On Saturday, September 30 2000, I had the pleasure of accompanying members of The Order of The Sons of Italy in America (OSIA) to Vassar College in Poughkeepsie New York, to attend the special ceremony to commemorate Elena Cornaro, the first woman to receive a Ph.D. (Venice Italy, 1678). With me was my aunt, Commendatore Anne Paolucci, the first recipient of the OSIA New York State (1979) and the one and only recipient of the National OSIA (1993) Elena Cornaro Awards. This award, established by the OSIA in 1979, is presented annually by the New York State Chater of OSIA to an Italian-American woman for her scholarly achievements.
Elena Cornaro Piscopia was born in Venice in 1646. Her remarkable intelligence was noted while she was very young, and beginning at age seven, she was tutored in languages, arts, theology, science, rhetoric and logic by some of the greatest minds of the time. On June 25, 1678 she spoke before a panel of judges and learned scholars at the Cathedral of Padua, and, conversing only in Latin, she so impressed those present that she was awarded a University Doctorate.
Her life, although brief (dying at age 38), was devoted, not only to her studies, but to religious observance and ministering to the poor. Her memory was perpetuated with a special medal struck in her honor (1684), a statue was installed in the Basilica of St. Anthony in Padua, and the chapel in which she rests was renamed Cappella Cornaro in her honor.
The majestic 22 foot stained glass window depicting Elena Cornaro receiving her doctorate was presented to Vassar College and installed in 1906, in Vassar's Frederick Ferris Thompson Memorial Library. It was the subject of a recent extensive restoration, and glowed in magnificent colors on this autumn day almost one hundred years later, September 30, 2000. The re-dedication ceremonies were lead by Sabrina Pope, Director of Libraries at Vassar College, who gave a brief history of the donors of this window -- Vassar trustee Fredrick Thompson and wife, Mary Clark Thompson. The Thompsons not only donated the window, but for many years retained the custom of providing college scholarships to four boys and four girls every year.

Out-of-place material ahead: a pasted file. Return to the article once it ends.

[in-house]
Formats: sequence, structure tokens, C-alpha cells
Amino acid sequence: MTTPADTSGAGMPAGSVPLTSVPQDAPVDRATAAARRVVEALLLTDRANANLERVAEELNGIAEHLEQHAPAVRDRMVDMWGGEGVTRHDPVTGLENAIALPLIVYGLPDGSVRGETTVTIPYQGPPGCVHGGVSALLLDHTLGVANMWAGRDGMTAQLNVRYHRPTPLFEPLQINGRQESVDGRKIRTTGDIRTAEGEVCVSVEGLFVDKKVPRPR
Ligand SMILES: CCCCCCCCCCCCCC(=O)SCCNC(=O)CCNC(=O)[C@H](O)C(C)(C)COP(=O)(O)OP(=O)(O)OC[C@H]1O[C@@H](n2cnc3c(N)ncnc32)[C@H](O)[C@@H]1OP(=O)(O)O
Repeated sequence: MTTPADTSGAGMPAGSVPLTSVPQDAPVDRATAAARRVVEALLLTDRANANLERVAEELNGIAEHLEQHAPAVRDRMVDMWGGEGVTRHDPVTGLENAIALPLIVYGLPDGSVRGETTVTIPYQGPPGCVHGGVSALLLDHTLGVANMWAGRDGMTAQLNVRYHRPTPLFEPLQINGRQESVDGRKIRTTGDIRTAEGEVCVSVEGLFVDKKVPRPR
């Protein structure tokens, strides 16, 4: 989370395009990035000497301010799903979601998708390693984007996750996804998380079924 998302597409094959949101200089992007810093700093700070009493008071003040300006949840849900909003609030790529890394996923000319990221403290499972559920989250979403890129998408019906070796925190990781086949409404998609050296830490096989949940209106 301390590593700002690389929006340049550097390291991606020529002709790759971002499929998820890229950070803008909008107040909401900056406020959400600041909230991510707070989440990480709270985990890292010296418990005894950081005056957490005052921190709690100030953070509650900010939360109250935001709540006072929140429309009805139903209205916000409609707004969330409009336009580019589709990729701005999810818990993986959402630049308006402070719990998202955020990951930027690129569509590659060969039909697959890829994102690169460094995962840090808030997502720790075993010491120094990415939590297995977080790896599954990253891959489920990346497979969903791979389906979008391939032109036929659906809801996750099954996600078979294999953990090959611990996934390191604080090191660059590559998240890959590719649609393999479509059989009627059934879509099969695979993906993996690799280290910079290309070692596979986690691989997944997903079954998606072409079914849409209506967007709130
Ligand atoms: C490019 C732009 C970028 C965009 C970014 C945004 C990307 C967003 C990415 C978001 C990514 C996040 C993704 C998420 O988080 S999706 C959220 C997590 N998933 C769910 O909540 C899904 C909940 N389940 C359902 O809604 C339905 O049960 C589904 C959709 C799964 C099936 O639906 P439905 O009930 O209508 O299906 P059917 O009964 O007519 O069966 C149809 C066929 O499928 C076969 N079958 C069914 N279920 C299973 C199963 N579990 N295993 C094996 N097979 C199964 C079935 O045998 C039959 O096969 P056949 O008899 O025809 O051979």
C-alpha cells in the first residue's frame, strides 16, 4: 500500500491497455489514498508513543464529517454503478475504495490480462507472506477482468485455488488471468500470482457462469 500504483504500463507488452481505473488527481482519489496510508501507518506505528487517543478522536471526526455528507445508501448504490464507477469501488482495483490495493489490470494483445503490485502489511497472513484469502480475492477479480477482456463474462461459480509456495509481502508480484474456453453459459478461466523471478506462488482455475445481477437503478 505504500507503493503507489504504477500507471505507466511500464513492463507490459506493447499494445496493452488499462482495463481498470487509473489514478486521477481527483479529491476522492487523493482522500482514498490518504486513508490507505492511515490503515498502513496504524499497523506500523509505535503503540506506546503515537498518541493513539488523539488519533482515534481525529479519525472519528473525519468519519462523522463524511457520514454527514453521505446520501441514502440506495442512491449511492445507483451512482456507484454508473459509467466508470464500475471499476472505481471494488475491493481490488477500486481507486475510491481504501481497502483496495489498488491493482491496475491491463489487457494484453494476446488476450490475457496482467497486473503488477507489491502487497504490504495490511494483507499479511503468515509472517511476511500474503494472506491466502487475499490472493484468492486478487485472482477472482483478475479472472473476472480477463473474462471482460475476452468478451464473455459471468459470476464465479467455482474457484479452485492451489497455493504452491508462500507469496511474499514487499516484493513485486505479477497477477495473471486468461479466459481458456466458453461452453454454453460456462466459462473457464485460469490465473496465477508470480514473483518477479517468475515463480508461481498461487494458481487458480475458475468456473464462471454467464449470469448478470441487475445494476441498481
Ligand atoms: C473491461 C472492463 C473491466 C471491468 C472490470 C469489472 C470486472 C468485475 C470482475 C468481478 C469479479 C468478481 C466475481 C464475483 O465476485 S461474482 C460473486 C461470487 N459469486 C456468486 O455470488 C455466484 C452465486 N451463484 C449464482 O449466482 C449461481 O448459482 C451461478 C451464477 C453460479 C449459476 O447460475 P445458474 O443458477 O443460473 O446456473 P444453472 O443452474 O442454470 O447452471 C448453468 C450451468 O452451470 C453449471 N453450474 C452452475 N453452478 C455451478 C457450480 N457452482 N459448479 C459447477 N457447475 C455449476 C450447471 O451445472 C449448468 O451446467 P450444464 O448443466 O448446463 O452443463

Brunch and a speakers' forum at the Vassar Almunae House followed the rededication ceremony. Marjorie Moschella, (Chairperson of the Cornaro Award Committee, Chair of the Vassar Cornaro Program, and member, New York State Commission for Social Justice, the OSIA Grand Lodge of New York) spoke not only about the legacy of Elena Cornaro, who "remains to this day a role model for women scholars to emulate", but of today's Italian-American women and the oppportunities, challenges and achievements that await them in today's world. Other speakers followed -- notably, Joseph Cangemi (President, NY OSIA), Dr Anne Paolucci, Dr Ann Merlino (Cornaro Award Recipient and former Chairperson, Cornaro Award Committee). Various representatives from the OSIA Commission for Social Justice spoke of perpetuating Elena Cornaro's memory by honoring Italian-American women who make notable contributions to intellectual thought and word. Jane Howard Guernsey, Vassar alumnus (Class of 48-49), author of the highly informative book, The Lady Cornaro, Pride and Prodigy of Venice, spoke about the research, curiosity and love that went into the making of her book. Closing remarks were delivered by Tina Haemmerle and Florence Gatto, Co-Chairs of the National Committee to Promote Positive Images of Italian American Women.
The day ended all too quickly, with members of this group resolving to perpetuate Elena Cornaro's memory and her legacy by reaching out to all young women who pursue their love of knowledge through formal education.
Marjorie Moschella, Chairperson of the Cornaro Award Committee (to the viewer's left), Commendatore Anne Paolucci (black jacket), Anne Merlino (red dress) and other Cornaro Award Recipients at the Rededication Ceremony
The beautiful stained glass windows depicting Elena Cornaro -- at the Thompson Library at Vassar College